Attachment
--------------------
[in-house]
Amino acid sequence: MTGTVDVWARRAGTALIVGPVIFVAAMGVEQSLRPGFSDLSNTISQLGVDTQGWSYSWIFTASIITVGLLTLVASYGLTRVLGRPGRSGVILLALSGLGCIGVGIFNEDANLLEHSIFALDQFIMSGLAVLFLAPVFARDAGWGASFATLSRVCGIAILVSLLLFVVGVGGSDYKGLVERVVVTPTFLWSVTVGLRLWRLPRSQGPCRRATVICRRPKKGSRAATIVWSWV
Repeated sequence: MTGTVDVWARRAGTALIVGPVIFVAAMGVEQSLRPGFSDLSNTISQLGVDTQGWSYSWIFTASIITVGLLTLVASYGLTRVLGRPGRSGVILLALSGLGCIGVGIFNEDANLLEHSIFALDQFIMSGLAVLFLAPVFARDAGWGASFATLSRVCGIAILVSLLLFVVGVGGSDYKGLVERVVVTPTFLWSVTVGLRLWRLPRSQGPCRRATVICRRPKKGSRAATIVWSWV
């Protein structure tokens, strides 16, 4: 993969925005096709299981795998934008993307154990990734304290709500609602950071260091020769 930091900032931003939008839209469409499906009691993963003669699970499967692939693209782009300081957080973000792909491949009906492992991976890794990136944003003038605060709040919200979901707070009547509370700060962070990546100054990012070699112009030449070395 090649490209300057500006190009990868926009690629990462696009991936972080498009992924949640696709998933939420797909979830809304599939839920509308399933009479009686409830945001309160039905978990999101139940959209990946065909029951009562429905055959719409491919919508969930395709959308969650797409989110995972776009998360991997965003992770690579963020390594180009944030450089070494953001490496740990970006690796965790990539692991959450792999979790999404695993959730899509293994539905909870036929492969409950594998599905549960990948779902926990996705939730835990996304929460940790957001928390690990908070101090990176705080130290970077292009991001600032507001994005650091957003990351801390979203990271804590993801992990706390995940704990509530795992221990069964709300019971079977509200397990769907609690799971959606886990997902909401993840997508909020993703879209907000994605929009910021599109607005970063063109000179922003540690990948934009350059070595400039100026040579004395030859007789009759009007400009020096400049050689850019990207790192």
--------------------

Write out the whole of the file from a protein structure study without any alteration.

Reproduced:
[in-house]
Amino acid sequence: MTGTVDVWARRAGTALIVGPVIFVAAMGVEQSLRPGFSDLSNTISQLGVDTQGWSYSWIFTASIITVGLLTLVASYGLTRVLGRPGRSGVILLALSGLGCIGVGIFNEDANLLEHSIFALDQFIMSGLAVLFLAPVFARDAGWGASFATLSRVCGIAILVSLLLFVVGVGGSDYKGLVERVVVTPTFLWSVTVGLRLWRLPRSQGPCRRATVICRRPKKGSRAATIVWSWV
Repeated sequence: MTGTVDVWARRAGTALIVGPVIFVAAMGVEQSLRPGFSDLSNTISQLGVDTQGWSYSWIFTASIITVGLLTLVASYGLTRVLGRPGRSGVILLALSGLGCIGVGIFNEDANLLEHSIFALDQFIMSGLAVLFLAPVFARDAGWGASFATLSRVCGIAILVSLLLFVVGVGGSDYKGLVERVVVTPTFLWSVTVGLRLWRLPRSQGPCRRATVICRRPKKGSRAATIVWSWV
């Protein structure tokens, strides 16, 4: 993969925005096709299981795998934008993307154990990734304290709500609602950071260091020769 930091900032931003939008839209469409499906009691993963003669699970499967692939693209782009300081957080973000792909491949009906492992991976890794990136944003003038605060709040919200979901707070009547509370700060962070990546100054990012070699112009030449070395 090649490209300057500006190009990868926009690629990462696009991936972080498009992924949640696709998933939420797909979830809304599939839920509308399933009479009686409830945001309160039905978990999101139940959209990946065909029951009562429905055959719409491919919508969930395709959308969650797409989110995972776009998360991997965003992770690579963020390594180009944030450089070494953001490496740990970006690796965790990539692991959450792999979790999404695993959730899509293994539905909870036929492969409950594998599905549960990948779902926990996705939730835990996304929460940790957001928390690990908070101090990176705080130290970077292009991001600032507001994005650091957003990351801390979203990271804590993801992990706390995940704990509530795992221990069964709300019971079977509200397990769907609690799971959606886990997902909401993840997508909020993703879209907000994605929009910021599109607005970063063109000179922003540690990948934009350059070595400039100026040579004395030859007789009759009007400009020096400049050689850019990207790192």